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Where there's a way, there's Will...
I'm not sure I could tell you when I first encountered Shakespeare: not when, not how (the stage or the page?!?!), not even the play (or could it have been a sonnet?). My father was a university-level drama teacher and director. I was a voracious reader. Was it seeing a performance of my dad's treasured "The Taming of the Shrew"? Was it reading the play before I did so? Or was it perhaps a show for which he was the propmaster or lighting designer? Somewhere between these facts lies the answer, yet it's one I'll probably never find.
But it doesn't matter. I found him, and he's been a constant since then. Before I became a confident poet in my own right, I'd shared his sonnets in my own feeble attempts at wooing. Snug in one of the hallowed seats of the Barbican, I've seen the RSC's "Richard III." During a strangely hot London summer, I was a sweaty groundling for "The Merchant of Venice" at Shakespeare's Globe. I've chased the Bard through parks and glens, contemporary movie adaptations and faithful stage representations. I've performed iconic scenes of his at dinner theatre mash-ups in an Irish pub in Texas. I've declaimed some of his best speeches at a bilingual staged reading commemmorating a volume of his translated work at a university in Paris.
He was even here to welcome me when I first relocated to New York City. A September weekend, a Shakesbeer Pub Crawl, and an afternoon of broken-fourth-wall, in-your-face, performances-so-palpable live theatre affirmed my decision to move to the Big Apple. I was where I was supposed to be, and the Bard confirmed it. Fast forward to now, and after being a loyal audience member to the work of the New York Shakespeare Exchange, there came a call to do more--they needed volunteers for their Momentum Council. Without hesitating (and without much thought, either) I volunteered. I didn't know how I could enhance the company, or what I could bring to the table, but I knew I wanted to be involved. NYSX brings together so many things that I love about the theatre (and art and literature more broadly): education (as a former French instructor, I used theatre as a way for students to connect with the language); community (imagine the friends you can make after four pints and four raucous scenes of Shakespeare and the collective HUZZAH!); and performance (who among us doesn't want to be energized and feel connected to a play unfolding all around us?).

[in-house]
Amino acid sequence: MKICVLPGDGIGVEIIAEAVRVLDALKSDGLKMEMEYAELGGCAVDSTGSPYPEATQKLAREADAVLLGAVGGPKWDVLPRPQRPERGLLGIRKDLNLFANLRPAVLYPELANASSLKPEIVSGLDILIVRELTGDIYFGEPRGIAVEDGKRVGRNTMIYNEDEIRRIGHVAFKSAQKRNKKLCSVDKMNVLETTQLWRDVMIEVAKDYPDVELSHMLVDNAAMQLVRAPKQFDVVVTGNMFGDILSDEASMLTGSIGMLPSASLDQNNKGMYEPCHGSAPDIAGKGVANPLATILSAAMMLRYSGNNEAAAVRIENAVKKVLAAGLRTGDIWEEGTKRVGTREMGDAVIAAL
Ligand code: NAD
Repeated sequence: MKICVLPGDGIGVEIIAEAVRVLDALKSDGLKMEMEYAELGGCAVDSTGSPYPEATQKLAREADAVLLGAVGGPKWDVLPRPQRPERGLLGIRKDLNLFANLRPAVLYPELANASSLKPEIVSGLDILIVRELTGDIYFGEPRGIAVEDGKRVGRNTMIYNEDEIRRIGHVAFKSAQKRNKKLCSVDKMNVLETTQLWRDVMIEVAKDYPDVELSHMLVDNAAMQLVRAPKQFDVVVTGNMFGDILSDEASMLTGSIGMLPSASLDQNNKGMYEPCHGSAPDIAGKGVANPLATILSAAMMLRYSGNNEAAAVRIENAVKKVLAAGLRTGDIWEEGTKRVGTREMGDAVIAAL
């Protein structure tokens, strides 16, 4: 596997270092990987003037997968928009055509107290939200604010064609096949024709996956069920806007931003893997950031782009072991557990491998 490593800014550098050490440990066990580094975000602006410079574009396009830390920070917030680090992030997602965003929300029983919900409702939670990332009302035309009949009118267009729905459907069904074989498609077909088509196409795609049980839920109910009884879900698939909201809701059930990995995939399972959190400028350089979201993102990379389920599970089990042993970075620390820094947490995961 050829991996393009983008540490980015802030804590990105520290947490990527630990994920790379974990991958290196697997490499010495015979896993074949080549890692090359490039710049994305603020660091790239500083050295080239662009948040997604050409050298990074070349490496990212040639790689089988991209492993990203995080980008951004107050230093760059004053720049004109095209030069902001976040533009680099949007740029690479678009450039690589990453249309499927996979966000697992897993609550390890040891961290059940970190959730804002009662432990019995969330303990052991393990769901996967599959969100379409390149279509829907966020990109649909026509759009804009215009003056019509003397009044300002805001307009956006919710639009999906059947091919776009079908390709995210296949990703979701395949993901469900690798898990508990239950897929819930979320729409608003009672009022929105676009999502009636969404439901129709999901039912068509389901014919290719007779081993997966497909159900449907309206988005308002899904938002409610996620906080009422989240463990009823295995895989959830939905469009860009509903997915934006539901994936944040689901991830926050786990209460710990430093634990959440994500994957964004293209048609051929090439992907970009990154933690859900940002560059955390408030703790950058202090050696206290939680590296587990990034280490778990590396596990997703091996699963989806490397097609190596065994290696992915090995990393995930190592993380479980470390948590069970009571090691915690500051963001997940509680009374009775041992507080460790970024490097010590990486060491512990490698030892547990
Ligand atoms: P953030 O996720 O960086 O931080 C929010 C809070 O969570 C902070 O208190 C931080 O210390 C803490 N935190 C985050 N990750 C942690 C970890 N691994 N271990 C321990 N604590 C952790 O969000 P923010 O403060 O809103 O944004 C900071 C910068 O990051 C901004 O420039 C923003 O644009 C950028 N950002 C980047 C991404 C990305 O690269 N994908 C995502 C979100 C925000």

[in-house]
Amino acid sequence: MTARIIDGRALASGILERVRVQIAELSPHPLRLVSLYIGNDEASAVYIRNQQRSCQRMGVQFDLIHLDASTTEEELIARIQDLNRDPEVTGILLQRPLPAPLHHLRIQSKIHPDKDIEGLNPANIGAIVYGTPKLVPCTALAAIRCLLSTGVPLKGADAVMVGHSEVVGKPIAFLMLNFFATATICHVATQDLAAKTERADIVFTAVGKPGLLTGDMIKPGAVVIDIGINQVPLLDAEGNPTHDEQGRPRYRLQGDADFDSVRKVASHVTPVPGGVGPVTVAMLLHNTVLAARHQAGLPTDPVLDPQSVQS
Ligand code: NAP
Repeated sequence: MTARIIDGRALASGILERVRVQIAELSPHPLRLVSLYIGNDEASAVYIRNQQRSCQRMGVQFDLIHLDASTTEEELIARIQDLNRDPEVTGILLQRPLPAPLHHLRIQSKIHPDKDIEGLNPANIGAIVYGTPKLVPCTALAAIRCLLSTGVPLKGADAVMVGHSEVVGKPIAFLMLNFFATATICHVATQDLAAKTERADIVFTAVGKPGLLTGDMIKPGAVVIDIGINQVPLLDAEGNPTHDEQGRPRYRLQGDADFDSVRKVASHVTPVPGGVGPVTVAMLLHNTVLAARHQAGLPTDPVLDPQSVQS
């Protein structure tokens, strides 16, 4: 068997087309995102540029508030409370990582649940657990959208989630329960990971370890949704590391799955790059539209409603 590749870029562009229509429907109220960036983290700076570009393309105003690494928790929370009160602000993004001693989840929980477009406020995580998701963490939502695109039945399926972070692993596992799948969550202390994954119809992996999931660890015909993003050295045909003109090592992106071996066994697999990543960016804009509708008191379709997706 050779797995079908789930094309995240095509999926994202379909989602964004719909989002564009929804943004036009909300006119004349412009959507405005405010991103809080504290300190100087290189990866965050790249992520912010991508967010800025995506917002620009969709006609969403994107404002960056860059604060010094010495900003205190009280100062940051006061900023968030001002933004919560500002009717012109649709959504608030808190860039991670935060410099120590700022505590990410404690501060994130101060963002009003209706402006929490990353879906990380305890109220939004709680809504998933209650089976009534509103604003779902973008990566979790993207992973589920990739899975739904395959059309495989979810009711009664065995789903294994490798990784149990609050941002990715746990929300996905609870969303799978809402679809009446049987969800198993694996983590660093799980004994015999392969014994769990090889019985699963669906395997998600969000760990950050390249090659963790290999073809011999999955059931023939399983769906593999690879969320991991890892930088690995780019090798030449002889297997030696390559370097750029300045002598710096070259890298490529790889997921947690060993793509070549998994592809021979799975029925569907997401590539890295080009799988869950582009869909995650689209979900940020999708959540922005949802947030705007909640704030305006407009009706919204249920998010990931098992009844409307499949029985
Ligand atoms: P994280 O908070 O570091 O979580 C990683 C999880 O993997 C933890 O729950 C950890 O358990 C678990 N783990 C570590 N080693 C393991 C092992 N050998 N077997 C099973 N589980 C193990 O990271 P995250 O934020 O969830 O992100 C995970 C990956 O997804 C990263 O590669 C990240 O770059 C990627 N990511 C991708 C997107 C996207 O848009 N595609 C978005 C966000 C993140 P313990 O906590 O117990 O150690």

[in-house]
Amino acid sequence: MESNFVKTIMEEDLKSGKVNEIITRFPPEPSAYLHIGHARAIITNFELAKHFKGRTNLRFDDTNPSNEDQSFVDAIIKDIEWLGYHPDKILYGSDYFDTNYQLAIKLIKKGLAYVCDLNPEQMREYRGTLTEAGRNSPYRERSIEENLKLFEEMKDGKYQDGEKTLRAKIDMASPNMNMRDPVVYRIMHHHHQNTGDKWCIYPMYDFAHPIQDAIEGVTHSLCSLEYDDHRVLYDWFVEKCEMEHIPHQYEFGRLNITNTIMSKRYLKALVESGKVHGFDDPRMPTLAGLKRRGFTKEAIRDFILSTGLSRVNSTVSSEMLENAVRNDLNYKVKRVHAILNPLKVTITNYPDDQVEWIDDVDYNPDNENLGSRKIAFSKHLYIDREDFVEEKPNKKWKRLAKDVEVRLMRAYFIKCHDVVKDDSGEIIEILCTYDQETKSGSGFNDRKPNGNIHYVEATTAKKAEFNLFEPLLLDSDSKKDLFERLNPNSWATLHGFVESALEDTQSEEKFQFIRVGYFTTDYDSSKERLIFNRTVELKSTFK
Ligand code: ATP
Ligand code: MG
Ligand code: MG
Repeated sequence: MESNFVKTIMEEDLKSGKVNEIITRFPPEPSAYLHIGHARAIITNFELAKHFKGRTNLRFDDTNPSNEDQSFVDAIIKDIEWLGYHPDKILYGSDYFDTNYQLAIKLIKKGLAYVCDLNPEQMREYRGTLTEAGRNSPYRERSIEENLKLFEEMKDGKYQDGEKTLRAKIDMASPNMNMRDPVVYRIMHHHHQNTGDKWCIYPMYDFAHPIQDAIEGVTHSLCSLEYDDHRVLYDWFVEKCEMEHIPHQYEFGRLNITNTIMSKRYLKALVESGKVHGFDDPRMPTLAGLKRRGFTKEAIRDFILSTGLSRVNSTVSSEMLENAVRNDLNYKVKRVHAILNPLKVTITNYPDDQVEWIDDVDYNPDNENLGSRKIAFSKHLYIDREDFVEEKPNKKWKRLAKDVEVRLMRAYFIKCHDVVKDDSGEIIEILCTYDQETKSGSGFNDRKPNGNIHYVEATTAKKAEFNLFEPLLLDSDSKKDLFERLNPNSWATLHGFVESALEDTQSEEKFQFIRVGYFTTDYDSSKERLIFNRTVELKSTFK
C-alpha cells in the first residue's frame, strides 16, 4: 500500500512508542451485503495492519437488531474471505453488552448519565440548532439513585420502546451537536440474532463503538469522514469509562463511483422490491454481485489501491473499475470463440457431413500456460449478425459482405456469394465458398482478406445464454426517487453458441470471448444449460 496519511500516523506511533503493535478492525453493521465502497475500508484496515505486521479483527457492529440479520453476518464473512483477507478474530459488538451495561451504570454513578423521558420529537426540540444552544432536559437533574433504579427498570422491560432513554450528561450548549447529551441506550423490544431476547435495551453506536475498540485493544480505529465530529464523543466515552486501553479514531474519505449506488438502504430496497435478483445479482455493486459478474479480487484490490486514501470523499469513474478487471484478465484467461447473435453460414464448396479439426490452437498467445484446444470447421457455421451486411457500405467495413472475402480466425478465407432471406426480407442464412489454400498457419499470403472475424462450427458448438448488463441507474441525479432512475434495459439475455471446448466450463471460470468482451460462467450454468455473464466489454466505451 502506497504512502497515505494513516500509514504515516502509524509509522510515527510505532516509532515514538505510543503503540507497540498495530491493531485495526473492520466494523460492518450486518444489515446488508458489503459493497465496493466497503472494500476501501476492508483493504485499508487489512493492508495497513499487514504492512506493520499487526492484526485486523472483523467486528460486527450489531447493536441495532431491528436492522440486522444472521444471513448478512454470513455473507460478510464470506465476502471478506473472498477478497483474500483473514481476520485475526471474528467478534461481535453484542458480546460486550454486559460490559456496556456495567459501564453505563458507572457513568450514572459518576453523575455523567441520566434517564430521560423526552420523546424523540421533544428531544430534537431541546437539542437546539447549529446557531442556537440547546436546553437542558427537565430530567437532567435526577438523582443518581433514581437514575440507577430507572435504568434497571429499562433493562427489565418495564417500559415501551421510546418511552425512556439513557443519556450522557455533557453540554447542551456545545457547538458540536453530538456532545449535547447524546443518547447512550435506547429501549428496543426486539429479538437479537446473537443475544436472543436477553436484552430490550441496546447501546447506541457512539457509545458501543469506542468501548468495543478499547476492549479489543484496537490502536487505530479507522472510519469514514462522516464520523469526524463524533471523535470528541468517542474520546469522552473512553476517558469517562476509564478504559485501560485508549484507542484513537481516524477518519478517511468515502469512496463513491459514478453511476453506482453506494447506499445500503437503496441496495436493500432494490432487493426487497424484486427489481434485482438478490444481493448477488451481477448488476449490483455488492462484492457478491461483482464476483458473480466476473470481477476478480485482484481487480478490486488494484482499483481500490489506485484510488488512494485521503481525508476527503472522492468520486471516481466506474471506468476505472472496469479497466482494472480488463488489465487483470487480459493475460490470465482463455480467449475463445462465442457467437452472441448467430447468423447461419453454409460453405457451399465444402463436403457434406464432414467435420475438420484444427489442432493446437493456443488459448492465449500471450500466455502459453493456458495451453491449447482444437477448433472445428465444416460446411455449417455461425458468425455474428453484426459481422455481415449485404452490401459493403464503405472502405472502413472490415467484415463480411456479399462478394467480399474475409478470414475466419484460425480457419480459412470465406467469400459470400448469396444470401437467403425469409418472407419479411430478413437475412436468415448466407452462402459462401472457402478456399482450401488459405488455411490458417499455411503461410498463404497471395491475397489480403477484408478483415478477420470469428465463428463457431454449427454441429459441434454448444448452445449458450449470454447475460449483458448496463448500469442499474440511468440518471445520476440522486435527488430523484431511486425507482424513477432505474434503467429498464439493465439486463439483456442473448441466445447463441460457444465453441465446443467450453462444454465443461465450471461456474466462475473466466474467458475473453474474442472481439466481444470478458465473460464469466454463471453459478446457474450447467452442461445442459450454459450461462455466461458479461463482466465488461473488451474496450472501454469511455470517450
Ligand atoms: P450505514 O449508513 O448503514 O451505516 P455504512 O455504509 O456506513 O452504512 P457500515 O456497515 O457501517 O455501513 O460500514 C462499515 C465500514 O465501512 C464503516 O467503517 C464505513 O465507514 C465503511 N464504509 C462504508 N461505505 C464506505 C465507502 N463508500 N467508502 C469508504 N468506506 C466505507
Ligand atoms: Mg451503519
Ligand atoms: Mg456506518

In so many ways, especially in the US, I feel we're taught to fear the arts and literature. It's often made out to be stuffy and hard, something we're meant to appreciate at a distance. But it's not. It's vital, and alive, and relevant. It can be savored. It's supposed to be handled and grappled with. You're meant to react and feel and question and watch it all over again, knowing full well you'll likely react and feel and question again, but differently. And do all of this with those around you. NYSX opens these possibilities with every performance and sonnet film and community project we do. I know I'm just now starting to become a part of this, but I believe in it. And I hope you'll be a part of it, too.